I make stuff up for a living

I recently read a review on another author’s book claiming that the author had a certain political leaning based on reading his work. I had to laugh because I didn’t think anything could be further from the truth based on what I know about the author. It reminded me of some of the funny reviews I’ve read of some of my books and assumptions about me based on the reader’s interpretation of my work.

Let me hit you with a little truth regarding writers: writers make shit up for a living.

i love writingNo joke. When I write a book the last thing on my mind is making some statement (with the exception of satire). If I’m writing satire I’m probably out to lampoon some ridiculousness in the world. In Congress of the Dead I was fed up with the government shut-downs. The message was that a congress of zombies would get just as much work done as a congress of jack-holes sitting at home on their collective asses.

Writers make stuff up. They make up characters entire lives and they don’t need to base that on themselves. I’ve written 12 novels and numerous characters. Everything from far left leaning gun nuts to a lonely man stuck on an island with a zombie. At no time did I intentionally ram some political statement down anyone’s throat.

Characters develop in my head and take on a life of their own. I let them chat and have lives up in the noggin. It’s weird and probably some kind of schizophrenia and that’s okay. If I can’t make readers believe that a character is real and memorable then I’m doing a crappy job at writing.

It is true that some characters manifest themselves with the traits and characteristics of people we know, that’s unavoidable and I suspect subconscious. I also tend to ask readers if they’d like to be a character in a book or story but I don’t copy their lives. I really just need names (victims for the meat grinder) and readers seem to love having horrible on-page death scenes.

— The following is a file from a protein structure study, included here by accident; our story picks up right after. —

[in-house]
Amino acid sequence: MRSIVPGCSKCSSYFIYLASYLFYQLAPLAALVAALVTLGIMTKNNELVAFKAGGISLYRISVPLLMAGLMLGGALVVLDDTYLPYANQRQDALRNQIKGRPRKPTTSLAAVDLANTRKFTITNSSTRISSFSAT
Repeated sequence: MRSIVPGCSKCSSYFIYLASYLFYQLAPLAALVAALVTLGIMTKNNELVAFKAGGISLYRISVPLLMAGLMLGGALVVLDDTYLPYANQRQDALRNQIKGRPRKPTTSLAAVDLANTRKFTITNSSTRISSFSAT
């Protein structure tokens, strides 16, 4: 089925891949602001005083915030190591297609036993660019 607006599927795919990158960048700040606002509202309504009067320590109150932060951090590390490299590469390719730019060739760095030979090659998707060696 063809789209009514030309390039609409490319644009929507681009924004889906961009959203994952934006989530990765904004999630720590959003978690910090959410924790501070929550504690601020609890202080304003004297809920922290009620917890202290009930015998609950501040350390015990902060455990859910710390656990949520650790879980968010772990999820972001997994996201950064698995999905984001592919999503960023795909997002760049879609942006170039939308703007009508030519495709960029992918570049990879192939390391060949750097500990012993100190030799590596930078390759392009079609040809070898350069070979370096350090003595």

Now, not every author does this. Stephen King famously put himself in one of this Dark Tower books as the ultimate in meta-lit. Ernest Hemingway wrote about his life in his works. But for the most part, authors simply make shit up and we do that without having to ram some message down readers throats.

Think about it like this. When you watch the movie Silence of the Lambs, do viewers think to themselves: “Wow, I wonder if Anthony Hopkins is a serial killer who likes to eat people in real life because he’s do good at the role!” Maybe he does and if that’s the case he’s about the nicest serial killer around.

Actors take on a role and act it out. Writers work along the same lines except we balance out many characters in our work. A good writers gives a character a back story, goals, motivation, and then we put them in difficult situations. It’s writing 101. Take a character, put them in a tree, throw rocks at them, get them down.

You may have noticed this at the beginning of every book you’re read. “All characters, living and dead, are a figment of the author’s imagination”. Truer words, friends. Truer words.

Timothy W. Long is the author of 12 novels including the popular Z-Risen series. He is a full time author who lives in Seattle Washington. Want to read more about my work and pick up a free book? Head over to my home page and sign up for the free mailing list. 




  1 Comment

  1. Peter Clines   •  

    Well, duhhhhh… *clearly* Anthony Hopkins isn’t a cannibal.

    (it’s Thomas Harris who feasts on human livers, we all know that…)

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